Residual schizophrenia is a classic subtype marked by a decrease in positive symptoms, while negative symptoms still persist.
Schizophrenia is a complex mental disorder that affects how a person thinks, feels, behaves, and perceives reality. The condition is known primarily for the “positive” symptoms of psychosis, such as hallucinations and delusions.
However, residual schizophrenia — one of the classic subtypes of schizophrenia — is most notable for its reduction (or lack) of positive symptoms as well as its ongoing negative symptoms.
Residual schizophrenia is no longer a clinical diagnosis, as all historical schizophrenia subtypes have been removed in the Diagnostic and Statistical Manual of Mental Disorders, 5th edition (DSM-5).
What does “residual” mean in mental health?
In psychology, the term “residual” describes a condition in which the most severe symptoms have reduced, but mild or persistent symptoms still remain.
Residual schizophrenia is one of the classic subtypes of schizophrenia. This diagnosis is no longer used in the current version of the DSM.
Residual schizophrenia was diagnosed when a person had experienced at least one schizophrenia episode but was no longer exhibiting significant positive symptoms (hallucinations, delusions) or disorganized speech or behavior — or at least to a much lesser degree.
Rather, people with this subtype primarily displayed negative symptoms, such as social withdrawal, apathy, or slowed speech patterns.
The residual subtype should not be confused with the “residual phase” of schizophrenia.
The residual phase refers to the last of three subsequent schizophrenia phases – prodromal (early phase), acute (active phase), and residual (recovery phase). The residual, or recovery, phase refers to medicated individuals who no longer show positive symptoms.
Removal of schizophrenia subtypes from the DSM-5
The classic subtypes of schizophrenia are:
These subtypes were not included in the DSM-5, published in 2013. The American Psychiatric Association (APA) decided that these subtypes were not helpful to clinicians since the symptoms often overlapped and shifted from one subtype to another.
Today, the DSM-5 refers to schizophrenia as a spectrum with varying levels of severity, rather than as a single disorder with subtypes.
Unlike other subtypes of schizophrenia, a diagnosis of residual schizophrenia was primarily based on certain symptoms being less severe or non-existent.
According to the DSM-IV, a diagnosis of residual schizophrenia would involve either negative symptoms only or at least two very mild forms of positive symptoms, such as odd beliefs or unusual perceptual experiences.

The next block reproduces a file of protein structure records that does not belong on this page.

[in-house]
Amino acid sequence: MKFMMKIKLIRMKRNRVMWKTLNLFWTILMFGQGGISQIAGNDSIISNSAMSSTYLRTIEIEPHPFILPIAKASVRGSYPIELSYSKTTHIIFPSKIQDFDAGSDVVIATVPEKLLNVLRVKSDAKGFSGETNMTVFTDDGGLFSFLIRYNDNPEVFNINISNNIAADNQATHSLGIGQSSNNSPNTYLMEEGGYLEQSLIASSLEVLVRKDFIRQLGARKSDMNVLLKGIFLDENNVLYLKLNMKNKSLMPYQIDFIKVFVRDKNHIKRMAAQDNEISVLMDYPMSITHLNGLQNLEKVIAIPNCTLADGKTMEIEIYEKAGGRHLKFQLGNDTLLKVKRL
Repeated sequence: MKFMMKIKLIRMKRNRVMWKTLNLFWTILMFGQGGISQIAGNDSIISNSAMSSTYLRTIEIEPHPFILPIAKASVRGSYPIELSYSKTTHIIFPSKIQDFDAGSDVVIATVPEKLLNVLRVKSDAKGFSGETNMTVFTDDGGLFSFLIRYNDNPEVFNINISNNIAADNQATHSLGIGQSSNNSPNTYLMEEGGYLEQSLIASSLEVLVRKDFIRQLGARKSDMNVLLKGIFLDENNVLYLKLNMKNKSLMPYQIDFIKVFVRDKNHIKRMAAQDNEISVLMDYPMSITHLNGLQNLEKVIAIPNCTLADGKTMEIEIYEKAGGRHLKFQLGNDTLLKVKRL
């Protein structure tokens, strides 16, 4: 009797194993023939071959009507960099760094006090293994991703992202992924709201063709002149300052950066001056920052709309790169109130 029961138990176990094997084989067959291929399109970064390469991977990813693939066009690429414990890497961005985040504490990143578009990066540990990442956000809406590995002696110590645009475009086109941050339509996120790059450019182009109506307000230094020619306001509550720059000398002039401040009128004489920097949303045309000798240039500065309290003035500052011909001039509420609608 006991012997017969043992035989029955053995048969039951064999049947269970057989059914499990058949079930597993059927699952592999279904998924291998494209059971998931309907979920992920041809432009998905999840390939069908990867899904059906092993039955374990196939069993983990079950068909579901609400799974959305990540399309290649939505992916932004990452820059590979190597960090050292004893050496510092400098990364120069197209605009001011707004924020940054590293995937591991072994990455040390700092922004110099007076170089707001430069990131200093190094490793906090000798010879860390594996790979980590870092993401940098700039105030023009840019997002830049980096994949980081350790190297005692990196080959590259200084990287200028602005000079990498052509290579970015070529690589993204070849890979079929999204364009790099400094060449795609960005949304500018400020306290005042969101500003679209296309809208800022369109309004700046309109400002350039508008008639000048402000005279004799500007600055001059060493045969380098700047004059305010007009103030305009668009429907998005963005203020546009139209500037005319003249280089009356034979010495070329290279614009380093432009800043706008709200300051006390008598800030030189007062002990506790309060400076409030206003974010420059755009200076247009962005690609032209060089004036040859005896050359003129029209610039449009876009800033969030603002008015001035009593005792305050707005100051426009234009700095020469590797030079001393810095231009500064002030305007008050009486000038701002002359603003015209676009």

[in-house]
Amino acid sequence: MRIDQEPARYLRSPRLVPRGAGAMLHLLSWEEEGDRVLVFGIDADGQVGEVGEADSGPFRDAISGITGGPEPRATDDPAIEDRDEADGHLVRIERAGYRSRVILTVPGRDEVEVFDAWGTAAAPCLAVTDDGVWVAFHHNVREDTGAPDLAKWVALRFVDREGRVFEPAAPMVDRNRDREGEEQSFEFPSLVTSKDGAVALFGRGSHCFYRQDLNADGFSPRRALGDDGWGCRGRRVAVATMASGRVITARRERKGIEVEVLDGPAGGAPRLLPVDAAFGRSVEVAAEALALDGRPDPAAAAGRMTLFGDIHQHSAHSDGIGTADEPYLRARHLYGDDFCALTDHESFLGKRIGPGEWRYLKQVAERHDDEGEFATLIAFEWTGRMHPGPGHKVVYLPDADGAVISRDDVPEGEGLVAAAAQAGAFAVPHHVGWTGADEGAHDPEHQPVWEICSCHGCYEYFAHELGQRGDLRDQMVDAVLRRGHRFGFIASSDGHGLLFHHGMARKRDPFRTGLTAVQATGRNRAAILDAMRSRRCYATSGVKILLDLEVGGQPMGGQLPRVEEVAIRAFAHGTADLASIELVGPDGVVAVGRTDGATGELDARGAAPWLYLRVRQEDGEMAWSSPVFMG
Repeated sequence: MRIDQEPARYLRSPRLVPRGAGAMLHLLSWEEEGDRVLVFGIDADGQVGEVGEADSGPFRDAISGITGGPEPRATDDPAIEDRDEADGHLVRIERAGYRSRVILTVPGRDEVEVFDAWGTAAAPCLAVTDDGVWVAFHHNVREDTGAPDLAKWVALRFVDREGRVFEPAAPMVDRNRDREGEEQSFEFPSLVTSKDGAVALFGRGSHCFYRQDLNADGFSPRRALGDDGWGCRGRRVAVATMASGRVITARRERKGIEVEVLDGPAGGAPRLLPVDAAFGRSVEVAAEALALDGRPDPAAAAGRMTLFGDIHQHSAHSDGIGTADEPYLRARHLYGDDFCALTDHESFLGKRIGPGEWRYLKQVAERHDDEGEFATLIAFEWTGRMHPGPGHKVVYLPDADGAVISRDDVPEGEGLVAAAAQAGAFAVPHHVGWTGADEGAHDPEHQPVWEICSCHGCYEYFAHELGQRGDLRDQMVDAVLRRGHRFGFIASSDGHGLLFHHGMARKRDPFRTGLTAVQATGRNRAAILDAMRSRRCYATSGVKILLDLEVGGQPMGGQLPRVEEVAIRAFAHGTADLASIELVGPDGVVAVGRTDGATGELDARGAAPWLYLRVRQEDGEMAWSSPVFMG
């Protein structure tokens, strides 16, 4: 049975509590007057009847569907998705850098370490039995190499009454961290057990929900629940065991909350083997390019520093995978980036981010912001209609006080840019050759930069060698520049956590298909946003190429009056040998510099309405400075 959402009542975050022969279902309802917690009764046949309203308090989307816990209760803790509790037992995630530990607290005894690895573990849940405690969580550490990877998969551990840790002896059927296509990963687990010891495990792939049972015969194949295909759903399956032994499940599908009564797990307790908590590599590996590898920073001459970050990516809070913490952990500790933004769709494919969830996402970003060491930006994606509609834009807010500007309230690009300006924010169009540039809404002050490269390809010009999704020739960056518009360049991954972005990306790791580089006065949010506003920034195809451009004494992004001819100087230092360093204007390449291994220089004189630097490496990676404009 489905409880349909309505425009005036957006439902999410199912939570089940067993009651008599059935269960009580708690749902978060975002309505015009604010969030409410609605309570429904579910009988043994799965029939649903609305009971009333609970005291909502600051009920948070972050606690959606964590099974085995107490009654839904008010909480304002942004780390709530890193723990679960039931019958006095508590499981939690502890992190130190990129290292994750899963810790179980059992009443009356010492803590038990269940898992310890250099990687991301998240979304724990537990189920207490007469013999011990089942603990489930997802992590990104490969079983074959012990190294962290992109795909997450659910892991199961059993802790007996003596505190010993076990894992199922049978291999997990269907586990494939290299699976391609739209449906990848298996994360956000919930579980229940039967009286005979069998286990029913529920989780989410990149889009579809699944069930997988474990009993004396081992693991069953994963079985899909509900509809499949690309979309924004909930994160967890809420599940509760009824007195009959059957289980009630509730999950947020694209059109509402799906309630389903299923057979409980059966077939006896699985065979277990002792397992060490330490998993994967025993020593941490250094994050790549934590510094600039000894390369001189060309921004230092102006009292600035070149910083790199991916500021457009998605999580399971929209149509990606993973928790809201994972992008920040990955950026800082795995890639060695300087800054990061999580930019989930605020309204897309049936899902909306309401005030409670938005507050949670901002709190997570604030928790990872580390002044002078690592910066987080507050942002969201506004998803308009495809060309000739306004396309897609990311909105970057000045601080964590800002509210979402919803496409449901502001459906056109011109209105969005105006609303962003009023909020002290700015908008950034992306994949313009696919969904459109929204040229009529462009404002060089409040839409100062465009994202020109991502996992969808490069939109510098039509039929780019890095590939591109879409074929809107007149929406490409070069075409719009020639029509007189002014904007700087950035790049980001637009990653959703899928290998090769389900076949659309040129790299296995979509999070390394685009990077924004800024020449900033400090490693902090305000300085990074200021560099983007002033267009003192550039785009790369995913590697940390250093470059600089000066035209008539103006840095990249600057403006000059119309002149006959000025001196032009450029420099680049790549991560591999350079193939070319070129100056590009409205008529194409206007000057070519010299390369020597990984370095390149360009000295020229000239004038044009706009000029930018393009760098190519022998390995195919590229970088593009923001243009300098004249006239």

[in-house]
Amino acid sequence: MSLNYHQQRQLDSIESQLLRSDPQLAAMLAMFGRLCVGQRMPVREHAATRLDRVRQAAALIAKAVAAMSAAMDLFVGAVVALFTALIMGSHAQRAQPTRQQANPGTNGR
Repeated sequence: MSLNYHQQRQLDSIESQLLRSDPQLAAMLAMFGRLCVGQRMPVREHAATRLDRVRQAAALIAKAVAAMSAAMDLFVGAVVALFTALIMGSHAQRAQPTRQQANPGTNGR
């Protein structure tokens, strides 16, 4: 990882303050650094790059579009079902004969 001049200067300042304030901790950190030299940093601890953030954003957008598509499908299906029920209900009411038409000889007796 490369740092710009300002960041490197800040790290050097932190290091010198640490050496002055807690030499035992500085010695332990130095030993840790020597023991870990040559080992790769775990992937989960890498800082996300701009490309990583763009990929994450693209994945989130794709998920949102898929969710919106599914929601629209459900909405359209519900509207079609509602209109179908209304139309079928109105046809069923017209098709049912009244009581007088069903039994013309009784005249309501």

Specifically, the following symptoms were either non-existent or at least much milder in residual schizophrenia:
The following negative symptoms may have been present in residual schizophrenia:
Currently, there is no cure for schizophrenia. However, with the right treatment and support, symptoms can be managed well enough so that people with this condition can live independent and meaningful lives.
Residual schizophrenia may be treated with the following:
Atypical antipsychotics are the first-line treatment for schizophrenia and are found to be effective for symptoms of psychosis. However, they may do more harm than good for people with only negative symptoms.
For instance, the authors of a
However, certain atypical antipsychotics seem to work better than others for negative symptoms.
Social skills training
Social skills training classes can help improve social functioning skills, such as living independently, managing money, dealing with anger or frustration, and establishing relationships.
Cognitive behavioral therapy
Cognitive behavioral therapy (CBT) helps you identify and correct inaccurate thought processes and behaviors.
For people with schizophrenia, this might involve targeting thoughts related to both positive symptoms (such as hearing voices) and negative symptoms (like a decreased sense of purpose or social withdrawal).
This intervention targets cognitive skills such as attention, memory, and flexible thinking to improve daily functioning.
If you live with schizophrenia, there are many ways you can enhance your daily life:
- Engage in therapy. Therapy can help you challenge your false beliefs, manage your delusions or hallucinations, and help you develop important social and cognitive skills.
- Mindfulness meditation.
Research from 2019shows that a mindfulness intervention led to improved positive emotions, reduced negative symptoms, and better psychosocial functioning in people with schizophrenia.
- Seek social support. Consider getting involved in a schizophrenia support group, either in-person or online. Sharing emotional support with others who are experiencing similar things can be deeply therapeutic.
- Work toward life goals. Continue to pursue your life goals and interests.
- Pursue a hobby. Consider taking time to pursue activities that you enjoy. This can be anything from playing your favorite sport or video game to cooking or reading books.
- Take care of your health. It can help to eat a healthy diet, engage in daily exercise, and try to get plenty of sleep.
Residual schizophrenia is one of the five classic subtypes of schizophrenia. It’s an older diagnosis that’s no longer included in the current DSM-5.
According to the DSM-IV, a person with residual schizophrenia would exhibit only negative symptoms or at least two very mild forms of positive symptoms, such as odd beliefs or unusual perceptual experiences.
Schizophrenia treatments include various therapies and interventions, including CBT, social skills training, and cognitive remediation.